Sputnik 2 sent the first life, a dog named Laika, into orbit around earth. The objective was to see whether the space environment was safe for humans and conduct other experiments.
Only a month after the launch of Sputnik 1, the Russians launched Sputnik 2 on November 3, 1957 . This second satellite weighed 1,120 pounds and was significantly more complex. It contained compartments for scientific instruments, radio transmitters, a telemetry system, a programming unit, and a temperature control system. Spectrophotometers were used to measure radiation, and a television camera was installed in another cabin to video tape the first life ever launched in an orbital flight- Laika, a Russian Samoyed dog.
Laika, Russian for "Barker," had a short term life support system aboard the spacecraft. She was supposed to have been euthanized with a poisoned serving of food since Sputnik 2 had not been designed to be retrievable . The Russians originally reported that she died painlessly in orbit after four days. Upon launching, h er pulse rate rose to three times its resting level. Although the rate decreased upon reaching microgravity, it took three times as long as normal, indicating she was under stress. I n October 2002, Dimitri Malashenkov of the Institute for Biological Problems in Moscow revealed that Laika had actually died from overheating and panic a few hours after launch.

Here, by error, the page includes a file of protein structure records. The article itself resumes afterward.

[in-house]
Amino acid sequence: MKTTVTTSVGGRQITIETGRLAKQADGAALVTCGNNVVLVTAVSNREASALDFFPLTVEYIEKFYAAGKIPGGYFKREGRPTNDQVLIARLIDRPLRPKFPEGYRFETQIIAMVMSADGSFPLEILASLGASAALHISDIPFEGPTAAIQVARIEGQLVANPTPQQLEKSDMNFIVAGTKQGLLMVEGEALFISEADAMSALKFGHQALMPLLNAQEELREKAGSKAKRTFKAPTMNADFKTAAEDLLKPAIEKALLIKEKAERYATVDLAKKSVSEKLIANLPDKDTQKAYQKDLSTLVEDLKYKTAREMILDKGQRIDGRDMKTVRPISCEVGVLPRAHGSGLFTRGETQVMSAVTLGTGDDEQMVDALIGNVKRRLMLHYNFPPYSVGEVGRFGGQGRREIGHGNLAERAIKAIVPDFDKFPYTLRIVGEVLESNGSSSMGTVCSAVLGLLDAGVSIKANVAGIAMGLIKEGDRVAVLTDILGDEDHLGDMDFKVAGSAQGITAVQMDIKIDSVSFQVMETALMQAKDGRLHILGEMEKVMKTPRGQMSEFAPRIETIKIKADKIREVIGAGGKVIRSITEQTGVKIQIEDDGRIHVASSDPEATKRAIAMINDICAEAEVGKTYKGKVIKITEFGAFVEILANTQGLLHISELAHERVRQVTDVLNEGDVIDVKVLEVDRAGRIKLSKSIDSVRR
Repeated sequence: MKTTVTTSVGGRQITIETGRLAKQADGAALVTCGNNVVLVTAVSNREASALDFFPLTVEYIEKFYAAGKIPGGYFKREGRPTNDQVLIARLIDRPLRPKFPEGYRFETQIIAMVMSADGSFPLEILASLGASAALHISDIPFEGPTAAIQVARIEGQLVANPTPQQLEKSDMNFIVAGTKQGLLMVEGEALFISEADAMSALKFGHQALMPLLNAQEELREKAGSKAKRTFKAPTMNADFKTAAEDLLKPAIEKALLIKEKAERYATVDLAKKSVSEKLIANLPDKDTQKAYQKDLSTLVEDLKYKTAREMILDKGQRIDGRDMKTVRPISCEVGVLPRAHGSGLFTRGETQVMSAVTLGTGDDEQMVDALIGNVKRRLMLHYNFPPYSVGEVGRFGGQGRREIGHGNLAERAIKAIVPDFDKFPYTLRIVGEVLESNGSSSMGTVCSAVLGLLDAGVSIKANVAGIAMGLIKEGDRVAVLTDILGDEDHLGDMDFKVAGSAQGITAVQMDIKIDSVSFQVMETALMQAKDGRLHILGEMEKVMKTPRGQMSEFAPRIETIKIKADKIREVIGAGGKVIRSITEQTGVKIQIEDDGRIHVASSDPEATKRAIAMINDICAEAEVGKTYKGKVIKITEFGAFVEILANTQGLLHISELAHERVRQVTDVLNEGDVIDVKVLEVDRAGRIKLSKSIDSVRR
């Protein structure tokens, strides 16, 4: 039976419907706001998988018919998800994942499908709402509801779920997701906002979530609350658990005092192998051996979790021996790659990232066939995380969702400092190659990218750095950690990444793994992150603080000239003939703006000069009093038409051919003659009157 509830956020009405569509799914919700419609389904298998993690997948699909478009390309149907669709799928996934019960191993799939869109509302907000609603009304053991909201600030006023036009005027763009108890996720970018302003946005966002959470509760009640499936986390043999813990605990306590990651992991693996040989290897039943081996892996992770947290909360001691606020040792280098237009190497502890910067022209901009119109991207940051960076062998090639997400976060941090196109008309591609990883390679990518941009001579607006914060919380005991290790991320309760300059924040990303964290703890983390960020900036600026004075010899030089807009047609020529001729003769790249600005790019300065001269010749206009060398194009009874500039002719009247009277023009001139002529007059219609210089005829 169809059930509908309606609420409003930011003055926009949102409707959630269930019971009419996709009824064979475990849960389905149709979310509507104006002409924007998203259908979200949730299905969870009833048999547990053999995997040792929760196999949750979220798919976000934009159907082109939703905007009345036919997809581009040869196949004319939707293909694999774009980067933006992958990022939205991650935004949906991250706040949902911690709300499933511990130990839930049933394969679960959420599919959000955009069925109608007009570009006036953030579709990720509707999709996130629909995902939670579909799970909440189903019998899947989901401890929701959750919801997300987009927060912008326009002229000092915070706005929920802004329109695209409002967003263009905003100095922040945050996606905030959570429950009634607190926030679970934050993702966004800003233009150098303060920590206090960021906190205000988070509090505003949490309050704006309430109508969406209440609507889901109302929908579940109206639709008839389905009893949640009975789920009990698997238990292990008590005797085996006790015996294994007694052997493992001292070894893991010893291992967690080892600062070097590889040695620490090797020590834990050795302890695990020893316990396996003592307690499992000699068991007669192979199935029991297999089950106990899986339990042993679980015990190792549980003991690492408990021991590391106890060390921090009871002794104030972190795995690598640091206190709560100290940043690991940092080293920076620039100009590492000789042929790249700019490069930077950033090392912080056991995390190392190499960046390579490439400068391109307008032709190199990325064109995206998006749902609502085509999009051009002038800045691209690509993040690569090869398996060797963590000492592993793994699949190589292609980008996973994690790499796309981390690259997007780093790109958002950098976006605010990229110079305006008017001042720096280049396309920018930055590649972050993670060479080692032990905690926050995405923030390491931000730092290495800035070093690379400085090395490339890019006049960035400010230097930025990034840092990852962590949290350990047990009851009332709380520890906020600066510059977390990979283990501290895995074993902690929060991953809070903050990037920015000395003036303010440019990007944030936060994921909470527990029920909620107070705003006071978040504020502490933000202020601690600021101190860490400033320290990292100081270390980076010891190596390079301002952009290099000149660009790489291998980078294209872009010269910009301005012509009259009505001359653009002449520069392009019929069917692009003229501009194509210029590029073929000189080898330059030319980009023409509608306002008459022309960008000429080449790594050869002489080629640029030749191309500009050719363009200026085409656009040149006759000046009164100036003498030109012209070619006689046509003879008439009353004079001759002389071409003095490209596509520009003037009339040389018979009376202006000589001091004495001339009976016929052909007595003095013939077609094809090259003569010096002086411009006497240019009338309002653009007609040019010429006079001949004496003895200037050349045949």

This experiment with Laika motivated space research for a manned spaceflight, and provided limited information on radiation. However, Laika's planned one-way trip to space renewed the debate over the treatment of animals, and ordinary Russians ridiculed it as mere space propaganda.
Keep in mind that this all took place during the Cold War between the United States and the Soviet Union . During this time, people believed that the more advanced a nation was in space technology, the more powerful it would be in fighting wars, since it might have the ability to send a nuclear bomb around the world. When the Cold War ended, the Space Race also ended. The United States and Russia soon became partners, agreeing to build a space station and work together in exploring space.